Paper long abstract:
In the decades since Kyrgyzstan's independence, a growing number of people have been increasingly practicing Islam based on a specific notion of Islamic knowledge (ilim) implying the strict adherence to the holy scriptures and prescribed practical and moral guidelines. While recent publications have explored how religious knowledge generally is acquired by individuals and made meaningful in their everyday lives (e.g. Rasanayagam 2011; Montgomery 2016), accounts covering the attempts of institutionalizing this specific, normative understanding of Islamic knowledge (ilim) have so far been absent from ethnographic descriptions.
In this paper, I pursue two aims: First, I offer an account of what I call the "religious infrastructure" in present-day Kyrgyzstan. I highlight how mosques, madrasas and Islamic funds together with religious agents such as imams and members of the Tablighi Jama'at movement (davatchy) engage in the ultimate goal of providing religious knowledge "ilim" to a broad audience throughout the country. I show how this is achieved through the interplay of formal and informal processes at local, regional, national and global levels.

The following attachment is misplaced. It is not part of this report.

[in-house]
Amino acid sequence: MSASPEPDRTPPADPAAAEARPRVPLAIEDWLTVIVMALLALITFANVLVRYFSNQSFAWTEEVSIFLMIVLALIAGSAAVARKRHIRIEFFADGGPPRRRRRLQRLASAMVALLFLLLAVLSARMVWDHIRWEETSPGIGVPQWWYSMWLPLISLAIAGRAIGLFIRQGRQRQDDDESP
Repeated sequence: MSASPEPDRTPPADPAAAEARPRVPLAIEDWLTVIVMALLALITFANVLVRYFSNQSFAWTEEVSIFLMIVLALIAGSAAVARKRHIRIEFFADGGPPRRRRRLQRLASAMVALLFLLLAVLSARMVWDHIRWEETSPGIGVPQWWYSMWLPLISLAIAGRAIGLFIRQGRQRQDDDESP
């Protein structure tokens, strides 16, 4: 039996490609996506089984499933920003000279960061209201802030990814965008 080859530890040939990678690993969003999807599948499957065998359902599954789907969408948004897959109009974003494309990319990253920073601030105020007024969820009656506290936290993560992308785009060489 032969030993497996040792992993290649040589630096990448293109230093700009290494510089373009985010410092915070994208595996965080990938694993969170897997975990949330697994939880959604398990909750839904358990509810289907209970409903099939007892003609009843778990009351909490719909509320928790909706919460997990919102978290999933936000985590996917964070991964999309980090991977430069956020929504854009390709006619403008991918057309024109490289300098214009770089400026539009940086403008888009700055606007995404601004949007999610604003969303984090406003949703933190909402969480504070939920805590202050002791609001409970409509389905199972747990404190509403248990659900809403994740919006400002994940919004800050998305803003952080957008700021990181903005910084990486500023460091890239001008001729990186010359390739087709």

Second, contrary to accounts emphasizing foreign influences in this kind of "Islamic revival" (Khalid 2003; Abramson 2010), I stress the role of local initiatives involved in knowledge production and circulation. While activities of the davatchy lay preachers figure prominently in recent publications (Nasritdinov/Ismailbekova 2012; Toktogulova 2017; Mostowlansky 2017; Pelkmans 2017), I shed light on the activities of Islamic funds within the country. Taking the local fund "Adep Bashaty" as an example, I show how its members engage entrepreneurial endeavour in promoting religious knowledge throughout the country, at the same time seeking to reconcile discourses on its proclaimed incompatibility with "traditional" Kyrgyz national identity.
This paper is based on ethnographic fieldwork conducted both in Kyrgyzstan's capital Bishkek as well as the rural Yssykköl region during a total period of twelve months in 2014/2015.
Shaping Islam: Religious knowledge production and religious knowledge circulation in Central Asia and beyond